"It is something I wouldn't eat but some people must like them," said Joy Michaud, who developed the chilli at the Peppers by Post business she runs with her husband Michael at West Bexington.
An American laboratory found the chilli to be almost 60 per cent hotter than the one listed in the Guinness Book of Records. The Naga registered a Scoville heat unit of 876,000. The record holder is a Red Savina Habanero with a rating of 577,000.
The result was so startling that the Dorset pepper was sent for a second test to a laboratory in New York used by the American Spice Trade Association. It recorded a higher figure of 970,000 heat units. The Naga, which is sold with a health warning, was developed from a variety which originated in Bangladesh.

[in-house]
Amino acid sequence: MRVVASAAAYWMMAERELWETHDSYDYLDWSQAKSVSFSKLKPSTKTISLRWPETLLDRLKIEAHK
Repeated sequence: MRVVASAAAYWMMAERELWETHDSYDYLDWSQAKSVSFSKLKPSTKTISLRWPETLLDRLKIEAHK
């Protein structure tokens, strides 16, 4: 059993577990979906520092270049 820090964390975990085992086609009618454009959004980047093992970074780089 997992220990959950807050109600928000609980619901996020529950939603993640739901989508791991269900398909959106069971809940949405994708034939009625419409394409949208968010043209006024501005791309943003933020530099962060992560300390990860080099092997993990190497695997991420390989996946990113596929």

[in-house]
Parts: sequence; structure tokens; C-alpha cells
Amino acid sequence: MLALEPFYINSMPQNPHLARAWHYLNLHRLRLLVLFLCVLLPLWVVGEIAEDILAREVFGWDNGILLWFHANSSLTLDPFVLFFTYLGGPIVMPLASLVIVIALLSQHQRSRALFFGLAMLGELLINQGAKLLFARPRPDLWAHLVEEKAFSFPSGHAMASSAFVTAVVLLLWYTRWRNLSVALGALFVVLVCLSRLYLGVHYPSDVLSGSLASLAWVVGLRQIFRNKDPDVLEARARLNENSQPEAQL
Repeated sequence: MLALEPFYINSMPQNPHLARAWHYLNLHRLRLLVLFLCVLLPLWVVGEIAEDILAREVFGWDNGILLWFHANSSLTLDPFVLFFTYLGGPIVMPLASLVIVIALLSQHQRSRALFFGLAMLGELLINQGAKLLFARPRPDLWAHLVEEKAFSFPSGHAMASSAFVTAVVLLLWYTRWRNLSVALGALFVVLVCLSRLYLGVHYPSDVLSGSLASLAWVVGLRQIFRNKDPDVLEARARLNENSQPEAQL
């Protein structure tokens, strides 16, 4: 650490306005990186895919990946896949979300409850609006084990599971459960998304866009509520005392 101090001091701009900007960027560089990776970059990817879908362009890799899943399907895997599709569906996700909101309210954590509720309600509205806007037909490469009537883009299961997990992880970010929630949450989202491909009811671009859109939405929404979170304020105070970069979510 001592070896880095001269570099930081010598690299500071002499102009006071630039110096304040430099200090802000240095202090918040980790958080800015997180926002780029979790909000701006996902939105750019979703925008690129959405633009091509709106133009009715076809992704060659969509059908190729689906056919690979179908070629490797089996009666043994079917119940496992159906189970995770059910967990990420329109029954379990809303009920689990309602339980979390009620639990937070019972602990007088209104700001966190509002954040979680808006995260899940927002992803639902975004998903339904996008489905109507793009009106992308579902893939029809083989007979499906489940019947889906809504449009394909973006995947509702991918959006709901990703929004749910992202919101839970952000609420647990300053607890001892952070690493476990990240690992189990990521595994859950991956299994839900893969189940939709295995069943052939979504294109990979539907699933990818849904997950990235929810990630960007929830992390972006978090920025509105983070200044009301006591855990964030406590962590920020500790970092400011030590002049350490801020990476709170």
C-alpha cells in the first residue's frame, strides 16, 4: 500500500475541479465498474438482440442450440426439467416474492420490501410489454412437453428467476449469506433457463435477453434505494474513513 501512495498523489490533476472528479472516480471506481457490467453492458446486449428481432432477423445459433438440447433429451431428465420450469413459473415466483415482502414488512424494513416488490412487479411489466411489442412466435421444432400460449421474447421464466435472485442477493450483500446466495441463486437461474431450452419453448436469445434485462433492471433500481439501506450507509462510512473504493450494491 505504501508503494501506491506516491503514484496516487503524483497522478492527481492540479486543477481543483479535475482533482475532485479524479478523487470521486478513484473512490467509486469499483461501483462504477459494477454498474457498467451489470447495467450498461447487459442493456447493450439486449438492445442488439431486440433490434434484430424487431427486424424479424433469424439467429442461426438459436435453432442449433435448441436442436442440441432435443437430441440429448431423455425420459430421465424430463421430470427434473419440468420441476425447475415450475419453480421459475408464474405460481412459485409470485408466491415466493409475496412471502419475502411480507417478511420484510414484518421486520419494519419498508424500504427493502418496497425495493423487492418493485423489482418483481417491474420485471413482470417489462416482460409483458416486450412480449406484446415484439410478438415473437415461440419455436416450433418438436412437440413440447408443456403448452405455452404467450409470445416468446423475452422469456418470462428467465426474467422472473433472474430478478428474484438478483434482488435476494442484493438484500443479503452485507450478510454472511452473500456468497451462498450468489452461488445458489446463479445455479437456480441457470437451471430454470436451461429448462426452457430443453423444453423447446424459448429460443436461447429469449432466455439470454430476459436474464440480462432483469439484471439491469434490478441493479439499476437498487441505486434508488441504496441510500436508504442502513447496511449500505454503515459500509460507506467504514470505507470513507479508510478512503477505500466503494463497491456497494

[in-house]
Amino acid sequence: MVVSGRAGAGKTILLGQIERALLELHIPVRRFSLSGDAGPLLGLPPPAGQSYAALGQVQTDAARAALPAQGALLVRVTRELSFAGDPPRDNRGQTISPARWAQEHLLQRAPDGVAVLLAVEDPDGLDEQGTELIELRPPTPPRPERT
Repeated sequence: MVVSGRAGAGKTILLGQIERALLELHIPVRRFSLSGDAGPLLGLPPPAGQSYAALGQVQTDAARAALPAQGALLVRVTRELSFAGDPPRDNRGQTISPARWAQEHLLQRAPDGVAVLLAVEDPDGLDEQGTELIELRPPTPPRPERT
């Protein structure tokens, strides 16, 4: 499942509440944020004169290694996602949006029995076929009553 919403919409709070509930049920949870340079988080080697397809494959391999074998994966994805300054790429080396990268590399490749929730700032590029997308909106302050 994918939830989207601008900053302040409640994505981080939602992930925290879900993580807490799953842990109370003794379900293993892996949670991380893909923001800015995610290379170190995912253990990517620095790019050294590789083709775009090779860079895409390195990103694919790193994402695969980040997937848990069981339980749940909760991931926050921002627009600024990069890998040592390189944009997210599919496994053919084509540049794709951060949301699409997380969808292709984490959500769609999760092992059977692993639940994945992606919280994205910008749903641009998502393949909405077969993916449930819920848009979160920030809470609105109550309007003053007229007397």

The Michauds found the chillis, collected the seeds and grew them. It was only when customers told them they were unable to eat curries containing half a small pepper that they realized how hot they were. ...
Aktar Miha, of the Indis Bangladeshi restaurant in Bournemouth, said: "Most people don't cook with it; they just have it near to them when they eat. They just touch their food with it. If you don't know what you are doing it could blow your head off."
Friday, March 31, 2006
WASH HANDS THOROUGHLY
The world has a new hottest chilli pepper. Introducing the Dorset Naga, courtesy of the Telegraph :
Blow your head off? Excellent.